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Niemeyer Defends His New Brasilia Project

Niemeyer Defends His New Brasilia Project

IN a rare opinion piece in today’s Correio Braziliense, Oscar Niemeyer, the 101-year-old architect who designed the Brazilian capital Brasilia, defended his proposed Sovereignty Place that he designed for the Government of the Federal District. (See photo)

Niemeyer says that many critics, most of whom really don’t know much about architecture and urban planning, have criticized his project saying it was inappropriate for the capital city. He said that all great cities of the world, from Paris to New York, have had to evolve and develop organically after being initially planned.

In the course of defending his new monument, Niemeyer reveals that when Brasilia was being built in the late 1950s he was approached by president of the Institute of Architects of Brazil, who asked him to give his group the sole right to design and develop the Plano Piloto. The leftist architect said “no” and points out that is why the late Lucio Costa ended up doing the urban planning of the capital.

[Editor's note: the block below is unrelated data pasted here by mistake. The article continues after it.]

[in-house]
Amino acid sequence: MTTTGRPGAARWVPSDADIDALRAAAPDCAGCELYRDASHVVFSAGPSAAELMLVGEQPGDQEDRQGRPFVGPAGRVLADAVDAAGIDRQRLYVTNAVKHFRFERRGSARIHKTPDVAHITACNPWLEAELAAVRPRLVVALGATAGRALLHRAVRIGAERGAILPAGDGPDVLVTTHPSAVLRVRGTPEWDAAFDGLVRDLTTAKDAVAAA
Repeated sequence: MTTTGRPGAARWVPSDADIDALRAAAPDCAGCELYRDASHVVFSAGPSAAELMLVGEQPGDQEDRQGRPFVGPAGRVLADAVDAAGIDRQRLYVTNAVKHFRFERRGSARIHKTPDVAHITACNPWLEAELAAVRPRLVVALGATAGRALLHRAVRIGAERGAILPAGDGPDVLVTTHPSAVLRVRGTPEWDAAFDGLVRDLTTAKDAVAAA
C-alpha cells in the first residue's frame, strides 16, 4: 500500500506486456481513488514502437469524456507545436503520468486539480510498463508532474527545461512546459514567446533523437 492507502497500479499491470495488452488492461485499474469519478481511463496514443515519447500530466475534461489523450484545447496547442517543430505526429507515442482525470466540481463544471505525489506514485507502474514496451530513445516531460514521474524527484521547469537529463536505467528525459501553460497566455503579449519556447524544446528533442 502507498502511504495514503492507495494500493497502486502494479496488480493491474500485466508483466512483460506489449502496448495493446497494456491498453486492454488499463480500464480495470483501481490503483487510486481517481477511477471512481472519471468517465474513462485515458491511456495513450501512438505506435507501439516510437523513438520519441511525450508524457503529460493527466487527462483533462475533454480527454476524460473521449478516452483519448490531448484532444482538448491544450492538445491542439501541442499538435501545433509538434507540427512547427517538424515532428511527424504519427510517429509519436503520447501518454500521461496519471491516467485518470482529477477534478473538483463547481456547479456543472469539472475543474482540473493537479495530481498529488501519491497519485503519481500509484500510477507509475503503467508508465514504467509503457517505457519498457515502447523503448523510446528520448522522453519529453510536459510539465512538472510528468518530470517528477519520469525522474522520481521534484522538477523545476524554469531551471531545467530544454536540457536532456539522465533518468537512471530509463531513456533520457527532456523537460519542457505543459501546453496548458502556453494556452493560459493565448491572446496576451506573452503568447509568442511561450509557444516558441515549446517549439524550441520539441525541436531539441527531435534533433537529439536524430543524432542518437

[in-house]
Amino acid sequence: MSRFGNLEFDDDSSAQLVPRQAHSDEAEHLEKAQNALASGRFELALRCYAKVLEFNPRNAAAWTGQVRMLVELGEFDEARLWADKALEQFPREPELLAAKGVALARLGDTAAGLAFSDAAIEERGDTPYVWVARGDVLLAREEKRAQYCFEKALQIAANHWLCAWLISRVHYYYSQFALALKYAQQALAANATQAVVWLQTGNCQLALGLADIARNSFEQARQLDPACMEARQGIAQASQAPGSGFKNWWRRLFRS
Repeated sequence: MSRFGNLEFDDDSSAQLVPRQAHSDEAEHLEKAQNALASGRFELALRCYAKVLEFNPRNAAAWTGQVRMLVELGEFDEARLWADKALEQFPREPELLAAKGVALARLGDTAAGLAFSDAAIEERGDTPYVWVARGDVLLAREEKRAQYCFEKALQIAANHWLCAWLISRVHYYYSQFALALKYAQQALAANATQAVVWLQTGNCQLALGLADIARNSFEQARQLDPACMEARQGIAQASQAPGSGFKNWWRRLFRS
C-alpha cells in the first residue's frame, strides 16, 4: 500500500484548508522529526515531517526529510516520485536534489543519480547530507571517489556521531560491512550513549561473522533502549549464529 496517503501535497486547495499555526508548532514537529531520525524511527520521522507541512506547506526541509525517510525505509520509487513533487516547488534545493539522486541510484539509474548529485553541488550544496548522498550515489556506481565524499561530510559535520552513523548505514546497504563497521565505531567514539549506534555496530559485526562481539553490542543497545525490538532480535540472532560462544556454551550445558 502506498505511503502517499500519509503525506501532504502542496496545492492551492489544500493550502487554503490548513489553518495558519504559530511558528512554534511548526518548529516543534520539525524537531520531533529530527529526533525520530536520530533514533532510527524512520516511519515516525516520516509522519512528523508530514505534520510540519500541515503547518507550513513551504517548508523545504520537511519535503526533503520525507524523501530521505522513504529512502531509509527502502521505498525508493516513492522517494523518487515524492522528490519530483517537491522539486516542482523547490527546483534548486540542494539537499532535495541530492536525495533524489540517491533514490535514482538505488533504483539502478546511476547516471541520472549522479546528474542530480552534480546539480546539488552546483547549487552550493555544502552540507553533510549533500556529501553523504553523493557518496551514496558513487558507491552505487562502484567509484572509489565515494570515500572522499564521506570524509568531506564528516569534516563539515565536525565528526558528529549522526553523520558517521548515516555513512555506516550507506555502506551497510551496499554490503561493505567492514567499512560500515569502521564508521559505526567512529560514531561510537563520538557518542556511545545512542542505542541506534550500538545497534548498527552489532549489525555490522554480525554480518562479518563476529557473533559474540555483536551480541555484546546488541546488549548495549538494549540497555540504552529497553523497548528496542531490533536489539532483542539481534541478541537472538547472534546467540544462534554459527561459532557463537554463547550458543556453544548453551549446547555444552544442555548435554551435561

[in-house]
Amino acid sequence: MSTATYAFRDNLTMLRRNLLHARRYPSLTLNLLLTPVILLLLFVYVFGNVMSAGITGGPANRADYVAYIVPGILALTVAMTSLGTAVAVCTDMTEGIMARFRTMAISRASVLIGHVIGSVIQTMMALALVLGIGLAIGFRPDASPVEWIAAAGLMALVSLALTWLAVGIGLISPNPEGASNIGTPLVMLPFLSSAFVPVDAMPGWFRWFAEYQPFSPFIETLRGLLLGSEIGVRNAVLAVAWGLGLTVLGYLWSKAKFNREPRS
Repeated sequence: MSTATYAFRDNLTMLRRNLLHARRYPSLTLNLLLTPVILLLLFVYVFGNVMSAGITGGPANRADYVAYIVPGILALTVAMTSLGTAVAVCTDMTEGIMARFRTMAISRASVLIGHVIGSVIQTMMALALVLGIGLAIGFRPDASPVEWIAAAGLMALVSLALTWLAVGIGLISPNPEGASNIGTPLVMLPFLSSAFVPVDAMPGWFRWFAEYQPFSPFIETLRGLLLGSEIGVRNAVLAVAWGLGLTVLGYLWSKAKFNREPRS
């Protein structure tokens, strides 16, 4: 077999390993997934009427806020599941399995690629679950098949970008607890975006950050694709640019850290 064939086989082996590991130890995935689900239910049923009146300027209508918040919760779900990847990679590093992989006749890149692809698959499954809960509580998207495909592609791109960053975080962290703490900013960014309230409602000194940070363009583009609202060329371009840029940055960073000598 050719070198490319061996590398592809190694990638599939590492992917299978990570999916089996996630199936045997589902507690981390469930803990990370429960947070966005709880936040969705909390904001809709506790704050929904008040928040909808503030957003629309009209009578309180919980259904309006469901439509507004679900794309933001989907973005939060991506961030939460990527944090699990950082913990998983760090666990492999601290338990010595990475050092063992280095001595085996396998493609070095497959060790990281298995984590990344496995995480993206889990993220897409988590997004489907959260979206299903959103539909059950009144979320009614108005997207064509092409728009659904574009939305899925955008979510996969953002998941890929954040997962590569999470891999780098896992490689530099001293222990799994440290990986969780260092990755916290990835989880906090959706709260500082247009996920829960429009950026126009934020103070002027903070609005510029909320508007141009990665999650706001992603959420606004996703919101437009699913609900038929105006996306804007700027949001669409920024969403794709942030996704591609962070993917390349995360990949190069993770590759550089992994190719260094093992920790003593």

Niemeyer also reveals that when the first criticisms of his new Brasilia monument appeared, Maria Elisa Costa, the daughter of Lucio, went to his office in Rio de Janeiro and told him that she had no objections to it. Then two days later, he further reveals, he received a letter from her saying that she had changed her mind and now objected to his Presidents’ Memorial, another new monument near Sovereignty Place, saying it would ruin the look of the Central Bus Station.

It is interesting that the original architect of a capital city is still alive and designing new monuments for it, nearly 50 years after Brasilia was inaugurated.

Niemeyer concludes by saying that as an architect he really does not care what the critics are saying, as he is just fulfilling a project of the Government of the Federal District. But, for a man who has poured his heart and soul into Brasilia, it is clear that he does care what people say about him and his projects. Brasilia is, after all, his magnus opus.